Reports underline need for improved natural resource governance
29 July 2016
The incoming government of Pedro Pablo Kuczynski has given every possible signal that the more successful use and governance of Peru's natural resources will be a cornerstone of its development strategy. This stance will have only been reinforced this week by a Mining Ministry report showing that Peru has the largest reserves of gold, silver, zinc and lead in Latin America. In the case of silver, it has 24% of the world's reserves
Another opportune report came last week in the form of a World Bank-Wilson Center summary of a seminar on 'Natural Resource Governance in Latin America and the Caribbean: Social and Environmental Policies for Inclusive Growth'. The consensus of this high-level group of analysts was that while themes of taxation and the form of contracts were important, far more important were three local-level matters: the importance of early dialogue with affected communities, strategies to build trust (above all, transparent and intelligible information), and a deep knowledge of the context in which dialogue needs to take place.
These three elements were stressed by the speaker with particular knowledge of Peru, Professor Anthony Bebbington, Clark University and a PSG member. On a positive note, he praised the work of the Defensoría del Pueblo and Propuesta Ciudadana as important initiatives, the former in “building capacity to transform conflicts into proposals” and the latter for its work in generating data. An interesting initiative in building trust that Peru might learn from was highlighted by Alberto Garcia Hurtado, executive president of the Alianza Valor Minero, a Chilean government initiative: engage all stakeholders at an early stage in discussing impact in all its dimensions before formal consultation starts.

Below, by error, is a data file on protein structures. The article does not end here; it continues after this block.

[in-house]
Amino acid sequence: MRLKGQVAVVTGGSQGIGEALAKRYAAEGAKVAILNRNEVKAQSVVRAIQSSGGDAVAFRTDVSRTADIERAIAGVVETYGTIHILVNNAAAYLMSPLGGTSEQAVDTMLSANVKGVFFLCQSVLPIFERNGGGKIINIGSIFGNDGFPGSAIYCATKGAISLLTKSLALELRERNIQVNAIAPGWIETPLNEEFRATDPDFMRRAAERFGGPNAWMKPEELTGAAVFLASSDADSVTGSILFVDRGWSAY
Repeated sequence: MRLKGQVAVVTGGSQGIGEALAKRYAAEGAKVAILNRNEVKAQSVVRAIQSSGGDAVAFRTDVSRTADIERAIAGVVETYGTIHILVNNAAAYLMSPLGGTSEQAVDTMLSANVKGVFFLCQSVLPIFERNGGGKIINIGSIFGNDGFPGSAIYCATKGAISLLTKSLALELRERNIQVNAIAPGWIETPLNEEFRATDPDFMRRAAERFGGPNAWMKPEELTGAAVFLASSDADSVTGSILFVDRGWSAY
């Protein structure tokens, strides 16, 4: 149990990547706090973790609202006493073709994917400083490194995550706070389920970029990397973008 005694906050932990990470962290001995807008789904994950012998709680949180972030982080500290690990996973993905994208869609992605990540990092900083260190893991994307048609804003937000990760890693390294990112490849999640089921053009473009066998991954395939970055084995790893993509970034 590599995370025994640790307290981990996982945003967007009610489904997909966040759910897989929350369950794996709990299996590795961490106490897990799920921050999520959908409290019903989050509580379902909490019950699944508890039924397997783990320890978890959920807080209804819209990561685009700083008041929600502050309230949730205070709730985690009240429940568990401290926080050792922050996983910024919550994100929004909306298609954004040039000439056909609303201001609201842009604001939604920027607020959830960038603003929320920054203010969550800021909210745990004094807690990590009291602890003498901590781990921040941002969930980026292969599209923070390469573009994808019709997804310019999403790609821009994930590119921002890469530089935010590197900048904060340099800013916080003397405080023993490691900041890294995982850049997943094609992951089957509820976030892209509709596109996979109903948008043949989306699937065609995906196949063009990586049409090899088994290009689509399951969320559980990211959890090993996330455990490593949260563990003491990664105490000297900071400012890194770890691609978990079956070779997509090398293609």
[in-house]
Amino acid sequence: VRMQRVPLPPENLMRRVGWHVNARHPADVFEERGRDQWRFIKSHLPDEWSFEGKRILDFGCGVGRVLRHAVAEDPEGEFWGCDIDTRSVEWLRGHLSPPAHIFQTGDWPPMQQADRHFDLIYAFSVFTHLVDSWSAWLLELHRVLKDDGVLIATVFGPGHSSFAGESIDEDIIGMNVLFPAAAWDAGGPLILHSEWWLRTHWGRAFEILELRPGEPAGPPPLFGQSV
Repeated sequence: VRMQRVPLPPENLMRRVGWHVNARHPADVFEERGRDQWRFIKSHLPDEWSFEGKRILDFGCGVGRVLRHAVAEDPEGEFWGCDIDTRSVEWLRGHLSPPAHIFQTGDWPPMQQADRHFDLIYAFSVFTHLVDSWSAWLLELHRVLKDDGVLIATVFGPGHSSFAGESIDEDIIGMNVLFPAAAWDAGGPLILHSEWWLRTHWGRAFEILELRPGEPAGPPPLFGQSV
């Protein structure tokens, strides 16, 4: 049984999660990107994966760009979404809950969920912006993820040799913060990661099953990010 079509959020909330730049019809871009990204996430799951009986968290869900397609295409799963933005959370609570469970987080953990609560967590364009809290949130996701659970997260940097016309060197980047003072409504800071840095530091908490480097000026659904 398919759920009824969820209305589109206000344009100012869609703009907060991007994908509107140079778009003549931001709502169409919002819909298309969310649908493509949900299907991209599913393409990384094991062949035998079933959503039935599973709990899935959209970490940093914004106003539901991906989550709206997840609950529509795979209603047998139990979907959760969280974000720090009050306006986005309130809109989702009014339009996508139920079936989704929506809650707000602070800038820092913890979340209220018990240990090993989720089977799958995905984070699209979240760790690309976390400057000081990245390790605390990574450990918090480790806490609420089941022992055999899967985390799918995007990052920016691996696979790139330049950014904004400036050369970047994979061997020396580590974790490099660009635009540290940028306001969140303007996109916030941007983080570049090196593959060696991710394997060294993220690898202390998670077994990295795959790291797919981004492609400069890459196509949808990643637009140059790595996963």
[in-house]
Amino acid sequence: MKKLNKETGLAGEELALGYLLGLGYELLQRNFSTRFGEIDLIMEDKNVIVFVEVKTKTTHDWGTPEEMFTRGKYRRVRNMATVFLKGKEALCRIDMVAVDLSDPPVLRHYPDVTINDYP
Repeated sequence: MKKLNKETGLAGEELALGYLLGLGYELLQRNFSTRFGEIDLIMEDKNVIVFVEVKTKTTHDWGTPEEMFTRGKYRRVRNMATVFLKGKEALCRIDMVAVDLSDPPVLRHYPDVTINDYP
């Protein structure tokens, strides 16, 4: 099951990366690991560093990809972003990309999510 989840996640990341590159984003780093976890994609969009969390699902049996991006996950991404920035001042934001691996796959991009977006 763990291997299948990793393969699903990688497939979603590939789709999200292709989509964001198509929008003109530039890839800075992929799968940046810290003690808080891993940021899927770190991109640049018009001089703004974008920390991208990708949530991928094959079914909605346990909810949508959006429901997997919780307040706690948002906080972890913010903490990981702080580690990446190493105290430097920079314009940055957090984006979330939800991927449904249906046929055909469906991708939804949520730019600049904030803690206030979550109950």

The need for such an initiative and for a strong policy to improve governance at the local level has been constantly in evidence over past months, as we have repeatedly demonstrated. In a continuation of a long-running saga, this last week, total frustration led the various community organisations at Las Bambas to issue a pithy denunciation of what they see as the government's failure to take dialogue seriously. http://www.cooperaccion.org.pe/main/advanced-stuff/cooperaccion-informa/583-pronunciamiento-cotabambas-pide-ser-escuchada Most of the numerous postponements, they say, have been due to the inability of the government to make the time to take part, and there is now grave concern since the window of opportunity for dialogue will last only until mid-August. This behaviour indicates a lack of respect and is generating further tensions, they say.
The report from the Wilson Center and the World Bank is available at